What makes a strong research proposal, and what do our reviewers look for when assessing proposals?

The review committee wants to know that you have done your homework by investigating existing research and scholarship on your topic!  Be sure to include citations to reference this background research in the proposal, as well as a works cited/bibliography to document your sources.

Your purpose/objectives will be central to guiding your project. It is important for these objectives to be relevant and adequately focused - nothing can derail or bog down a research project faster than objectives that are too vague or too broad.

Also, make it clear to the reviewers what the value of your project will be. How will it contribute to the overall research and scholarship in your field? What are the potential applications of your project? The strongest proposals address an original question(s) and make a unique contribution* to the field. Proposals should move beyond personal learning or enrichment to address how they might contribute to the overall scholarship in your field of study.

*Note: Small-scale projects that contribute to larger research goals are welcome! For example, you may be working on a sub-project within your mentor or research group’s overall research goals. These types of projects are welcome, and often very successful. In your proposal, be sure to make clear connections to how your work will contribute to these “larger” research goals.

Your methods section should clearly connect to the hypothesis or research question(s) being addressed. They should also be appropriate within the scholarly expectations of your field, and feasible given the timeframe and your experience level. The methods should be adequately detailed to convince the reviewers that you have thought through your research process carefully. Be sure to consider the effectiveness and feasibility of your methods at all levels of the research process – from data collection to data analysis.

A few questions to consider – do the methods adequately address the hypothesis or research question(s) you are trying to answer? How will you collect the data? If you are conducting surveys or interviews, how will you connect with your research subjects? How will you analyze your data once it has been collected?

Additionally, strong proposals often reference how the research will be disseminated once it is complete. For example, do you plan to present your project at a conference? Publish your work? Create a video or blog? Share your results with your research group to further their overall research goals? Strong proposals should address potential deliverables – that is, who will benefit from the work you plan to conduct, and how will you communicate that information to them?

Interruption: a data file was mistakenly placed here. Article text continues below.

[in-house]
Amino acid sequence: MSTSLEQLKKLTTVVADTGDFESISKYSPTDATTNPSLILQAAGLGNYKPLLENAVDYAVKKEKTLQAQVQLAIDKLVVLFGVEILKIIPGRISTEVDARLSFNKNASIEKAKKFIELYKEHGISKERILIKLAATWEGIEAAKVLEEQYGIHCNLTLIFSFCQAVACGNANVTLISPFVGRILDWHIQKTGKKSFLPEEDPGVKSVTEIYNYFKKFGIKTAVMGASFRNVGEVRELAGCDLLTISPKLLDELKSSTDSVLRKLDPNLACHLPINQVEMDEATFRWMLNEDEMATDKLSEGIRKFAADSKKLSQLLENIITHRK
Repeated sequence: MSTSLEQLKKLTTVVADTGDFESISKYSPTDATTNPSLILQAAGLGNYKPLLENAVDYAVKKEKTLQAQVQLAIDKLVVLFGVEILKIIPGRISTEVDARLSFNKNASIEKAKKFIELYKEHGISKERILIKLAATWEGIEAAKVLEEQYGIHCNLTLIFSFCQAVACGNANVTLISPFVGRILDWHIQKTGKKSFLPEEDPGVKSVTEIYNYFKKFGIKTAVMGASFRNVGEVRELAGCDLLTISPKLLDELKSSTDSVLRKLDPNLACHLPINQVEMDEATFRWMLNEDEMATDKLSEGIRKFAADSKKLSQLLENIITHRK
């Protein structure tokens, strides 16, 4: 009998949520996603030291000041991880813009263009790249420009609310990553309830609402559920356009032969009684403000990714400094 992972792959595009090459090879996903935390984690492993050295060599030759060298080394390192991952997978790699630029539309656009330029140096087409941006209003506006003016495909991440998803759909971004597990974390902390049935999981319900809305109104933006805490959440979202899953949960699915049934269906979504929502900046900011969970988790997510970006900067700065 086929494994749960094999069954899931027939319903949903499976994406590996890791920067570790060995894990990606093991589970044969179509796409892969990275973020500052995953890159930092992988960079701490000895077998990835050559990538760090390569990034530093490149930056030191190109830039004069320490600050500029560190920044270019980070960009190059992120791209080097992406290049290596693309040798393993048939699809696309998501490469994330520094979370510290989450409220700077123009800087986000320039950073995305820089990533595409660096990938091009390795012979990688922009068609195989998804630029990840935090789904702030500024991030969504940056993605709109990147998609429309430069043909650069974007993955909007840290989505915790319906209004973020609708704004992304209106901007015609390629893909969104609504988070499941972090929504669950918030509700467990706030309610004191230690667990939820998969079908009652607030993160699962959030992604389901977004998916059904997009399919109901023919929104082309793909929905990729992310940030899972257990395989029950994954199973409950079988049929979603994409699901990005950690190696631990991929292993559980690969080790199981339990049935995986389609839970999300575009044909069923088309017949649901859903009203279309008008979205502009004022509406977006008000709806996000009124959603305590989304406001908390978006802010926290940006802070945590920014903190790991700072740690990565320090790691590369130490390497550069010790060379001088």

Again, the reviewers want to see that you have thought through your research process carefully.  Your timeline should be clear, detailed, and realistic for the scope of your project. Keep in mind, the schedule doesn’t have to be down to the day or hour, but it should outline clear phases and milestones to help you keep moving and making progress on your project.  For example you might break your work into phases by weeks (i.e. weeks 1-2 develop survey and test for validity; weeks 3-4 distribute survey, etc.)

No doubt about it – sloppy or hasty writing can be a huge distraction from the content and value of your project.  Be sure to carefully proofread and polish your writing, and submit it free of track-changes and other editing marks.  Include subheadings to help the reviewers quickly and efficiently see the organizational framework of your proposal (i.e. Introduction, Background, Methods, etc.).  Taking time to carefully organize, proofread, and polish your writing will go a long way toward showing the reviewers that you have put in the time and effort to draft a polished and professional proposal!

If you have conducted research previously, please be sure to upload (as a separate document) a 1-2 page summary of your previous research experience. Your summary should address the following:

  1. A brief overview of your previous research project(s) and their outcomes/progress to date.
  2. If applicable, how this previous research relates to or informs the USP proposal you are submitting.